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Pleasure Practices with Sami Schalk: Apple sitting

A leisurely fall trip to the orchard, plus a pie recipe.
The author is shown posing in an apple orchard and wearing a red outfit with long billowy sleeves.

A leisurely fall trip to the orchard, plus a pie recipe.

Happy October babes! This month I’m here to talk about my recent trip to Appleberry Farm in Cross Plains, about 10 minutes west of Madison. My friends and I started visiting Appleberry Farms in 2020 as an attempt to do more COVID-safe fall activities together, and it has become something I look forward to with the changing of the seasons. Appleberry Farms is one of many local farms where you can go pick your own produce—apples and pumpkins in particular. Others include Schuster’s Farm and the Eplegaarden. Now me, I’m still only mildly nature-y, and the actual labor of apple-picking itself doesn’t hold strong appeal, so instead I do what I call “apple sitting.” That’s where you bring your own folding chair and eat snacks in the orchard while chatting with your friends who may or may not be apple picking. Appleberry Farm is great for apple sitting (and picking) because on the weekends they have a snack area with apple cider brats, apple cider doughnuts, hot cider, hard cider, and other snacks. You can also buy pre-picked bags of apples and cold cider in their storefront. 

As a person who struggles with the lower temperatures and fewer hours of daylight this time of year brings, purposefully finding time to bundle up a bit and be outdoors in the sun is great for my mental health. Add in delicious seasonal snacks and cute friends and it’s a total pleasure!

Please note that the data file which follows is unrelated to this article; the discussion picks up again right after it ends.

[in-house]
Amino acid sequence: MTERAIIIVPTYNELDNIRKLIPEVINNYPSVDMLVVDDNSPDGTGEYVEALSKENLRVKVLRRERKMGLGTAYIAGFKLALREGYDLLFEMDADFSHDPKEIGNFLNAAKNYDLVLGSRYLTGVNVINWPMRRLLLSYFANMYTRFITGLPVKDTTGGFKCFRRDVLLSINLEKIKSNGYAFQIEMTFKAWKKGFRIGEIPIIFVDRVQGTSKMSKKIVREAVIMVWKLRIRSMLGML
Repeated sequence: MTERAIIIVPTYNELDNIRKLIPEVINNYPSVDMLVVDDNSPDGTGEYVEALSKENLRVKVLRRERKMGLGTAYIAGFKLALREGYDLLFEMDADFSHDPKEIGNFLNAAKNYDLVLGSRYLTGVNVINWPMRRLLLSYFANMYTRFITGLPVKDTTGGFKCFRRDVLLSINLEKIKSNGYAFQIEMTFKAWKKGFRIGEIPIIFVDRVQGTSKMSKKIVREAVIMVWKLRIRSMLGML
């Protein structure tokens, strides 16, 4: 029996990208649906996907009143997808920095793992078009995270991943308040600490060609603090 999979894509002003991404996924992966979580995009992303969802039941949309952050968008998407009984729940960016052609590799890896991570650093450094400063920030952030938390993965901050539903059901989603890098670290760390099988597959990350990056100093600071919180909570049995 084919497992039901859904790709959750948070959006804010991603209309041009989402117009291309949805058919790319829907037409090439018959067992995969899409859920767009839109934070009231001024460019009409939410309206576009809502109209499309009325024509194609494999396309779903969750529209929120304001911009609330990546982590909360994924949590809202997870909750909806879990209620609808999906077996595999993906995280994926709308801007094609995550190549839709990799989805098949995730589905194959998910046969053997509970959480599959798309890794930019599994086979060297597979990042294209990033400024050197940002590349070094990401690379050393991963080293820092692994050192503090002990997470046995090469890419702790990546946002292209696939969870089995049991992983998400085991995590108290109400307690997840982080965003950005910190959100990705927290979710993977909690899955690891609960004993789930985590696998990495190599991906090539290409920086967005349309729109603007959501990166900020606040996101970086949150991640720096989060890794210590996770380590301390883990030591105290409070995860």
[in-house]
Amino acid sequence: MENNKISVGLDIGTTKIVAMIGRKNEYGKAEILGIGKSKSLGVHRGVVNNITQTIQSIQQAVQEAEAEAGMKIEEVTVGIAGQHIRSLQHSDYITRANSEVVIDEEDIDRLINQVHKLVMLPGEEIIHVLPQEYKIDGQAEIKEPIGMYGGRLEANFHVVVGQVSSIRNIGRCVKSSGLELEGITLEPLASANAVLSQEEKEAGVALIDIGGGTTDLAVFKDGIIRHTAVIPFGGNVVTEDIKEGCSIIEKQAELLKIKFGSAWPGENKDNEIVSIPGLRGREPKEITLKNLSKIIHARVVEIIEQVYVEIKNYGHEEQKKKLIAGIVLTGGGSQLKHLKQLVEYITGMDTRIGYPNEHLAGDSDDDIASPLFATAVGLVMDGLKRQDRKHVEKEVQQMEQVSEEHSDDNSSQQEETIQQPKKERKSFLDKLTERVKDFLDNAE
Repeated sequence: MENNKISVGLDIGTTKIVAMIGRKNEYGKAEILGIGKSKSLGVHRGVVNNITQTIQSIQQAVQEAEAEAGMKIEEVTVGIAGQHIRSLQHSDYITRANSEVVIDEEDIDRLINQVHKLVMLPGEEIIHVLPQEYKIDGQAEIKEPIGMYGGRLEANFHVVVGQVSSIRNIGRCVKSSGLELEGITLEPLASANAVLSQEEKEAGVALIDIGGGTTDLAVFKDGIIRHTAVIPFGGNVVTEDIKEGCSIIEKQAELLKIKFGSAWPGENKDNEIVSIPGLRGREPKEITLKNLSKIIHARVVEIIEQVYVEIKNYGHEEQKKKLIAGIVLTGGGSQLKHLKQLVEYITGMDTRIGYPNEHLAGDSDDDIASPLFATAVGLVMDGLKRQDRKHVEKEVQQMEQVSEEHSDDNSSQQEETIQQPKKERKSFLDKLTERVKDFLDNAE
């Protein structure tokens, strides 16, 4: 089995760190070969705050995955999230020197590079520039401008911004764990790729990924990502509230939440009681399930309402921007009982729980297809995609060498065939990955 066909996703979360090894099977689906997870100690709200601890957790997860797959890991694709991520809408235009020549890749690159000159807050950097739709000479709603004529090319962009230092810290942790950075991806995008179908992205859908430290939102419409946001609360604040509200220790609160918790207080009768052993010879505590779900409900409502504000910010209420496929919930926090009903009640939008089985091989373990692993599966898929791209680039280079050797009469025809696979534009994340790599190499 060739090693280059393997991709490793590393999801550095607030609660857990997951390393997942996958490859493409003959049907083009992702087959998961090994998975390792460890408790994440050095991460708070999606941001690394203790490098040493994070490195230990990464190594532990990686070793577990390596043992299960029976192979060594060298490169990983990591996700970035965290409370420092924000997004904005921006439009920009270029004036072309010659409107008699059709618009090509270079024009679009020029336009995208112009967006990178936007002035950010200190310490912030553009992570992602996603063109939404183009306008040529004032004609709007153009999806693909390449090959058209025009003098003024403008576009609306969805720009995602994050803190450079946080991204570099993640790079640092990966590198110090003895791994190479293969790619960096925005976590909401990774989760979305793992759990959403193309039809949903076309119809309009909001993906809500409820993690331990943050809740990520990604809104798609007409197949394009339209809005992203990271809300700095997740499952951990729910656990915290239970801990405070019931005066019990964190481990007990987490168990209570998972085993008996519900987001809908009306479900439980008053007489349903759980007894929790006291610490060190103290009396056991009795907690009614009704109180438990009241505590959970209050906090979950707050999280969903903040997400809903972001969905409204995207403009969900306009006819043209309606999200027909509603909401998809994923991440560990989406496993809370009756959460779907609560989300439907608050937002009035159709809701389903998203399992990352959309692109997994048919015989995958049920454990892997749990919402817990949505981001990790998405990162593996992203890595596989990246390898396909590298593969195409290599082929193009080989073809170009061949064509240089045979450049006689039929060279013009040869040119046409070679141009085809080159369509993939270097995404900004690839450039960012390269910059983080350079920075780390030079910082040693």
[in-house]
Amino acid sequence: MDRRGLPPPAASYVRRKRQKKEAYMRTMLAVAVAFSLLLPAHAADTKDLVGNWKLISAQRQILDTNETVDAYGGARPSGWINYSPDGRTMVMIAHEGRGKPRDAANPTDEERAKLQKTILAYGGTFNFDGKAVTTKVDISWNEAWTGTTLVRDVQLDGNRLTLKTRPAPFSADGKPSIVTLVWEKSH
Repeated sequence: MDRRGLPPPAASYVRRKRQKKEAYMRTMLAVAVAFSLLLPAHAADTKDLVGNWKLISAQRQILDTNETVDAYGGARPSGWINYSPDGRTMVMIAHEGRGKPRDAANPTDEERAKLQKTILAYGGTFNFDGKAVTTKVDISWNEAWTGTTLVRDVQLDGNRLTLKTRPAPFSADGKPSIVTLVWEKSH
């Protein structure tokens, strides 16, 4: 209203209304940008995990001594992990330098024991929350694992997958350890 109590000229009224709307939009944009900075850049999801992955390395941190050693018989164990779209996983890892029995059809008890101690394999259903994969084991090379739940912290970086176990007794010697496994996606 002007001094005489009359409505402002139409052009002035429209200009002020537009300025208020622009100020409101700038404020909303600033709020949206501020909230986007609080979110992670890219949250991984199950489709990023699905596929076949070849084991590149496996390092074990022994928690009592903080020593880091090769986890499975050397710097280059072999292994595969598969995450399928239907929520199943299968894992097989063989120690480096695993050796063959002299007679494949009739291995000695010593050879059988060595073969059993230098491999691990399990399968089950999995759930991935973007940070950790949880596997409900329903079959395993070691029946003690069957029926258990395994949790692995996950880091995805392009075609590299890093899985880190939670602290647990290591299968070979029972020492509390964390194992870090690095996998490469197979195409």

When I left Appleberry Farm for the day, I bought a box of their apple cider donuts and a bag of apples so I could also make a seasonal nostalgia favorite of mine: apple pie. My grandma used to make apple pies (and apple butter and apple sauce) from the apple trees in my yard growing up, and it’s one of the skills I picked up during the early stages of the pandemic when going home was not an option.

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There are a ton of ways to make apple pie. My grandma not only doesn’t work from a recipe, but when I first asked her, she told me to just buy store-bought crust, even though she makes her own! Nonetheless, with some loose guidelines from my grandma, I learned to make my own simple apple pie from scratch with no regrets. It’s more time consuming than other recipes I share here, but worth it.

Not-Quite-Grandma’s Apple Pie

  • 5-7 cooking apples (labels at the grocery store or the farm will tell you which are better for snacking vs. cooking)
  • 1/2 cup sugar
  • 2 tsp cinnamon
  • 2 heaping cups of flour
  • 1 tsp salt
  • 3/4 cup Crisco
  • Cold water
  • Greased glass pie pan

First: peel, core, and slice your apples. This is honestly the most labor intensive part. Have a friend, partner, or kid help if you can. Put the peeled apple slices in a large mixing bowl and toss to combine with the sugar, cinnamon, and 1 tablespoon of flour. Set aside.

In a separate bowl, mix 2 cups flour, salt, and Crisco. Mix and slowly add cold water until you get a dough texture that mostly sticks to itself rather than your hands or the bowl. Take your pie pan and grease it with oil spray or Crisco. Take half the dough and press it into the bottom of the pie pan and up the edges, making sure to keep the bottom layer relatively even in thickness. 

Next, slowly add the apple mixture to the pie until it’s filled to the top, but not overflowing or too domed. You may have more mixture than can fit; feel free to cook those apples separately, or snack on them as is. Take the remainder of your dough and roll it out into a circle that’s about a half inch wider than your pie pan on a floured surface. Place the dough circle on top of your pie and use your fingers to pinch-seal the edges. With a fork, poke some holes in the top; in a pattern if you’re feeling cute. If you want to get fancy, you can use any excess dough to make little designs on top of your pie, like a tiny heart or something.

Bake at 400 degrees for 20-25 minutes, until the inside of the pie is bubbling hot and the top crust is golden brown. Let cool for at least 10 minutes before serving. Top it with ice cream or whipped cream if that’s how you like it, and before you take a bite say “I’m a badass baking bitch!”

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